Peoples Geography — Reclaiming space

Creating people's geographies

Off the chart: US and world health care costs compared

A dramatic graphic recently put together at the National Geographic blog compares a selection of industrialized countries’ health care spending with their life expectancy. The US is literally off the chart with health spending, but it shows that the high costs of the US health care system are not commensurate with quality of care.

The second, scatter-plot graph comes from Andrew Gelman at FiveThirtyEight, who adapted the information into his own graphical rendering.

Michelle Andrews writes:

The United States spends more on medical care per person than any country, yet life expectancy is shorter than in most other developed nations and many developing ones. Lack of health insurance is a factor in life span and contributes to an estimated 45,000 deaths a year. Why the high cost? The U.S. has a fee-for-service system—paying medical providers piecemeal for appointments, surgery, and the like. That can lead to unneeded treatment that doesn’t reliably improve a patient’s health.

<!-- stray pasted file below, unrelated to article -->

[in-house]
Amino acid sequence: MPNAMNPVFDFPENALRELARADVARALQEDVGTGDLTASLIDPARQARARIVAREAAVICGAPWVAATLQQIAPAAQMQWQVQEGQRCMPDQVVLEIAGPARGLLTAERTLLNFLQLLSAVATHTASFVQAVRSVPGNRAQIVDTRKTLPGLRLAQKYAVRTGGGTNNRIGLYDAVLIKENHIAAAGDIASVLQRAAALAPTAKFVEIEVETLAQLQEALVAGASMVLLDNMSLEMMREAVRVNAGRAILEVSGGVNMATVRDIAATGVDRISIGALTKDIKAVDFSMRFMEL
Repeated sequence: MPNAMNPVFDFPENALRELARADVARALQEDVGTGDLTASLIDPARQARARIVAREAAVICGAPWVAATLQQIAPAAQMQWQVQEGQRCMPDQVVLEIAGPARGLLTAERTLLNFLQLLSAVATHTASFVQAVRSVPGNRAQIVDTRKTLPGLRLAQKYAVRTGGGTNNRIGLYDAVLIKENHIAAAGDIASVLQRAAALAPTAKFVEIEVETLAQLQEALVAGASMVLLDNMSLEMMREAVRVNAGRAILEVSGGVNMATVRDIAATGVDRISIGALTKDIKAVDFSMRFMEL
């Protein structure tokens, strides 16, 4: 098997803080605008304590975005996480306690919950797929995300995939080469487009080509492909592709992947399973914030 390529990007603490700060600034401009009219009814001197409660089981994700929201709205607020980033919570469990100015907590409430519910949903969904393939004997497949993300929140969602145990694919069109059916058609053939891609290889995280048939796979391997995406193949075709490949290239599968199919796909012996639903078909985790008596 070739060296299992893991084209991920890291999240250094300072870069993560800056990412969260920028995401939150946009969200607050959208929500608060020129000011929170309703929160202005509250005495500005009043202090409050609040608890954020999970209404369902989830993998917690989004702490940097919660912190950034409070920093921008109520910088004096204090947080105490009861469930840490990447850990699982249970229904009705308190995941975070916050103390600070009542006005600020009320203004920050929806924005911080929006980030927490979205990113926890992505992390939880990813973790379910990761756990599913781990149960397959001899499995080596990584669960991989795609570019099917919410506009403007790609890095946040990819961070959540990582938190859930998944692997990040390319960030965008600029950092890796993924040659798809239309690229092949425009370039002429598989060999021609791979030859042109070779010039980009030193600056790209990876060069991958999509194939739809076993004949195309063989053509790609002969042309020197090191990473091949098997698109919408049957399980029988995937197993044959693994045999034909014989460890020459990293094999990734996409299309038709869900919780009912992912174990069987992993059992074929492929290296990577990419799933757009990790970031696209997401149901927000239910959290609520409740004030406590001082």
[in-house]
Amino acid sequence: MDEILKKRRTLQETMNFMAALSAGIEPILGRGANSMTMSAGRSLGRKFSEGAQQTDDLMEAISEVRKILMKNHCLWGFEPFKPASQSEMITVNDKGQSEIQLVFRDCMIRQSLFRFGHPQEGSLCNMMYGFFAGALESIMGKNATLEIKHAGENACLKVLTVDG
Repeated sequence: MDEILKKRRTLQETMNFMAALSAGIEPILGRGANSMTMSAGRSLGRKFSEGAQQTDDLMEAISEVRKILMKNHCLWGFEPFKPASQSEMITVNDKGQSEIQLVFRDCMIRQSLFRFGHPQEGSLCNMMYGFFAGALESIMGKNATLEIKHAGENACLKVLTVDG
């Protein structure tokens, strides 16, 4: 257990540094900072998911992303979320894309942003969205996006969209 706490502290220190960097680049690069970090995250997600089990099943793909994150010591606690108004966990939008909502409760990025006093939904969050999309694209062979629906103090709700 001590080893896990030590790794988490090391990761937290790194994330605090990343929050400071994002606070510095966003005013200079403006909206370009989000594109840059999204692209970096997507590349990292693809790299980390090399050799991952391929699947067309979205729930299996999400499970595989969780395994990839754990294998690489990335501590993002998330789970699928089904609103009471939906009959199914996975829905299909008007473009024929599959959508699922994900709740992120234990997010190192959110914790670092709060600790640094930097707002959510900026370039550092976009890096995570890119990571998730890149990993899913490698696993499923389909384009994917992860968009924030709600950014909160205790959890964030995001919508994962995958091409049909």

Click on the thumbnails for the full size, or over the jump.

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This entry was posted on 6 January, 2010 by in Health.

Timely Reminders

"Those who crusade, not for God in themselves, but against the devil in others, never succeed in making the world better, but leave it either as it was, or sometimes perceptibly worse than what it was, before the crusade began. By thinking primarily of evil we tend, however excellent our intentions, to create occasions for evil to manifest itself."
-- Aldous Huxley

"The only war that matters is the war against the imagination. All others are subsumed by it."
-- Diane DiPrima, "Rant", from Pieces of a Song.

"It is difficult
to get the news from poems
yet men die miserably every day
for lack
of what is found there"
-- William Carlos Williams, "Asphodel, That Greeny Flower"


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